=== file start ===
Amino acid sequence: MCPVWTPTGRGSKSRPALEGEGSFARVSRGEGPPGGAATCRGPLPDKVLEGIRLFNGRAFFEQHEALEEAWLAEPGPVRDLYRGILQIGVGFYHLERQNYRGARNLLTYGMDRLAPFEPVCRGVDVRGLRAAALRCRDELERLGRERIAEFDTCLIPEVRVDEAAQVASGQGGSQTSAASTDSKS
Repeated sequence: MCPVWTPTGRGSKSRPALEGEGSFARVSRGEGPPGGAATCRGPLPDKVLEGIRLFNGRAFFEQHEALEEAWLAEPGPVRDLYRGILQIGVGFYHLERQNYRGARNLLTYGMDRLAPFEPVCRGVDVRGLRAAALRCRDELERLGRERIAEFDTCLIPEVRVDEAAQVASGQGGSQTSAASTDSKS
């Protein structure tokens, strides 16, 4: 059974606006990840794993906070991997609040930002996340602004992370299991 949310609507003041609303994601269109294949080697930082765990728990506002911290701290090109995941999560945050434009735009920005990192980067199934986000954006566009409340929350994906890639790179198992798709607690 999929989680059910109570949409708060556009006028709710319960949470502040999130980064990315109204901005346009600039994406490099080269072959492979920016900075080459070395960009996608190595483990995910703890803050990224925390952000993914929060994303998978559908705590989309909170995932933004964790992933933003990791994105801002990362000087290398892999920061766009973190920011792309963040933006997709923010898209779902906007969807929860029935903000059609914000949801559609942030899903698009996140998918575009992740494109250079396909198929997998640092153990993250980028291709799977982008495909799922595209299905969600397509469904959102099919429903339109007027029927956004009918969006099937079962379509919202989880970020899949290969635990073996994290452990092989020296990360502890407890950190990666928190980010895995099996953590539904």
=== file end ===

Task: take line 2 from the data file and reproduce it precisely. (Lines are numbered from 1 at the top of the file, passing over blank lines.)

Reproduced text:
Repeated sequence: MCPVWTPTGRGSKSRPALEGEGSFARVSRGEGPPGGAATCRGPLPDKVLEGIRLFNGRAFFEQHEALEEAWLAEPGPVRDLYRGILQIGVGFYHLERQNYRGARNLLTYGMDRLAPFEPVCRGVDVRGLRAAALRCRDELERLGRERIAEFDTCLIPEVRVDEAAQVASGQGGSQTSAASTDSKS